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Maria Eagle: Will the right hon. Lady give way?

Miss Widdecombe: No.

Let the Home Secretary think on this:


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Several hon. Members rose--

Miss Widdecombe: The hon. Member for Garston invited me to address the crime statistics. I am now addressing them, and if Labour Members do not like what they are hearing, all they need to do is to look at the Home Secretary's own figures to understand what has happened to crime under the present Government. We left him crime rates that, in the last four years of our term of office, had fallen by nearly 18 per cent., and all that he can do is rejoice at a miserable fall of 0.2 per cent. in the latest statistics.

Several hon. Members rose--

Miss Widdecombe: The fact is, the Home Secretary is failing. It is the view of the chairman of the Police Federation that crime is rising at the same time as police numbers are falling. Last year, he talked about disorder and anarchy on our streets, and the statistics have proved him right. He said:

So the Home Secretary's words in 1997 were right--the visible presence of the police on our streets and in our communities is absolutely essential.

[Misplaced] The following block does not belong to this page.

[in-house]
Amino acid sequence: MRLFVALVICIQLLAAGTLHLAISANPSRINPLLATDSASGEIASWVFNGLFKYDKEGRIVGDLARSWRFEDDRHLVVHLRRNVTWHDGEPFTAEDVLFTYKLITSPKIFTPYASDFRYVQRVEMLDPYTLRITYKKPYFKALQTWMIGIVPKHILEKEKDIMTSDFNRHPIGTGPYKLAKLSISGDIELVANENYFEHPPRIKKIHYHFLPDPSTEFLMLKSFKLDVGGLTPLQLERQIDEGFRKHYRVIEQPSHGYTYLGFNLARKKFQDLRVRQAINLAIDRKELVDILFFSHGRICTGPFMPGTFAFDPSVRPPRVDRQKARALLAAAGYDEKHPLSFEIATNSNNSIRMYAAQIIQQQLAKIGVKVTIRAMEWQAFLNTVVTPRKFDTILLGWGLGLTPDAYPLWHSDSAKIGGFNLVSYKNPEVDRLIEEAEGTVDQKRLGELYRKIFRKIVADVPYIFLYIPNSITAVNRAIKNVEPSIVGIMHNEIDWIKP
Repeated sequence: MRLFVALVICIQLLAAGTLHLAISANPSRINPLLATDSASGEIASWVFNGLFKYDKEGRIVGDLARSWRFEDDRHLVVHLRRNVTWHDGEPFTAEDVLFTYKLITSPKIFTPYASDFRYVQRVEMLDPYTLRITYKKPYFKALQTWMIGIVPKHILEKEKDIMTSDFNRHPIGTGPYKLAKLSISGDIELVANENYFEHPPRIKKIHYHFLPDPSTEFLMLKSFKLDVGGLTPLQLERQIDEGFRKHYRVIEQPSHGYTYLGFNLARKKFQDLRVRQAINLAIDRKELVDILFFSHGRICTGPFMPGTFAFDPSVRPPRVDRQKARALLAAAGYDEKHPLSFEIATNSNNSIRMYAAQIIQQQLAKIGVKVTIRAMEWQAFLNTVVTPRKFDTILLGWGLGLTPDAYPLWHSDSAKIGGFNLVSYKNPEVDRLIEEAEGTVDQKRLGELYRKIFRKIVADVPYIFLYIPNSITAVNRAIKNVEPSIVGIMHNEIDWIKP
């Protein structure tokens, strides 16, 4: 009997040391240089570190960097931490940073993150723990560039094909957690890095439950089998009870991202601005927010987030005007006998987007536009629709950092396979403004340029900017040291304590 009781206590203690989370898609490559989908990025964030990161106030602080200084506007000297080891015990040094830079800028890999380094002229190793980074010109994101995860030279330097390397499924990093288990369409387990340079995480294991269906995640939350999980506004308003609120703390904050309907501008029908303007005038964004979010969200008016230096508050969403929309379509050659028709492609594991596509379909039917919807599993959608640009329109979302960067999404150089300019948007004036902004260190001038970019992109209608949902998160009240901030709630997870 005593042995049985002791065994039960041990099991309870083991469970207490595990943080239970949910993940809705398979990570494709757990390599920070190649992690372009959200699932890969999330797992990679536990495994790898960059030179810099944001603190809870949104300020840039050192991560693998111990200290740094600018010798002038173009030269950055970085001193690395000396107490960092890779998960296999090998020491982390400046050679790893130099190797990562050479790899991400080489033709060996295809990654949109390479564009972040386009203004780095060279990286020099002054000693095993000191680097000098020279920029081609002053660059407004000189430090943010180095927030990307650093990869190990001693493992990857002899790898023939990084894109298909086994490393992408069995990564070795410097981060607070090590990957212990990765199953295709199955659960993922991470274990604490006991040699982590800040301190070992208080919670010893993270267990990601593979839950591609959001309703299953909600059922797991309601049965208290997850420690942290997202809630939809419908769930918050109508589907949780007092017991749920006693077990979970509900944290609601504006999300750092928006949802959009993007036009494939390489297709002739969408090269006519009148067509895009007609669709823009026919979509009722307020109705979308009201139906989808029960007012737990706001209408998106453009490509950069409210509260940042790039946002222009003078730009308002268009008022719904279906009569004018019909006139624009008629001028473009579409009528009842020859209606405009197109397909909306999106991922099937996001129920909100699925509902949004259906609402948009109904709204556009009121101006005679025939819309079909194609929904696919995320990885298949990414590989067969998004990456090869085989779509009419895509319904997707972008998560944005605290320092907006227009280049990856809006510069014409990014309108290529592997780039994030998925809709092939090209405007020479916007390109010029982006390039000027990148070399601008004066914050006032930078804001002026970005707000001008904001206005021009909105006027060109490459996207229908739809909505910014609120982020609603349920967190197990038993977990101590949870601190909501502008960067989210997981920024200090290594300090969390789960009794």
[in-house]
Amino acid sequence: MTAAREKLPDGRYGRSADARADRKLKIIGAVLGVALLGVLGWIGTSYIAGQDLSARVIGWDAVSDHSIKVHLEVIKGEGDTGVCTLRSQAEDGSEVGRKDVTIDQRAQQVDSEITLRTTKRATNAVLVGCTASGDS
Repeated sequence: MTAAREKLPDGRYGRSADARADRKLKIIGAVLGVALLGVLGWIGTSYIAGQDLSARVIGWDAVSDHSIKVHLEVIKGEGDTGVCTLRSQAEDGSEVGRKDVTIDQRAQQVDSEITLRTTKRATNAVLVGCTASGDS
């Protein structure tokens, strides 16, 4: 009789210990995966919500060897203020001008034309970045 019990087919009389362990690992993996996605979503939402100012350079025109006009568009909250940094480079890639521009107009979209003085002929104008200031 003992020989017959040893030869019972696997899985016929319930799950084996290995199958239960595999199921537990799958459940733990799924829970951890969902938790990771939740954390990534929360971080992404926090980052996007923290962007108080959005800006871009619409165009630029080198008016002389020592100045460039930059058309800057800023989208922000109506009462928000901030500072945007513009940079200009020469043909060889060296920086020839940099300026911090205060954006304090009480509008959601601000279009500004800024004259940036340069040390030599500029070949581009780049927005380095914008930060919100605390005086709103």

Several hon. Members rose--

Miss Widdecombe: As the chairman of the Metropolitan Police Federation has observed:

But there has been a drop of 2,500 in the number of regulars and 1,900 in the number of constables. There are fewer feet on the beat. Robberies are up; violence is up; there is more violent crime, less safety and less confidence on our streets.

There is a crisis today. There is a crisis of violent crime. There is a crisis of public confidence in the criminal justice system. There is certainly a crisis of confidence in the Home Secretary and in his Prime Minister. They promised to be tough on crime. Instead, all they have done is to be tough on crimefighters--all spin and no delivery.

In perhaps a few weeks or a few months--or, if they lose heart, rather longer than that--the Prime Minister will go to the country, and this country will give its judgment on the Government's record of shame. I commend the motion to the House.

5 pm

The Secretary of State for the Home Department (Mr. Jack Straw): I beg to move, To leave out from "House" to the end of the Question, and to add instead thereof: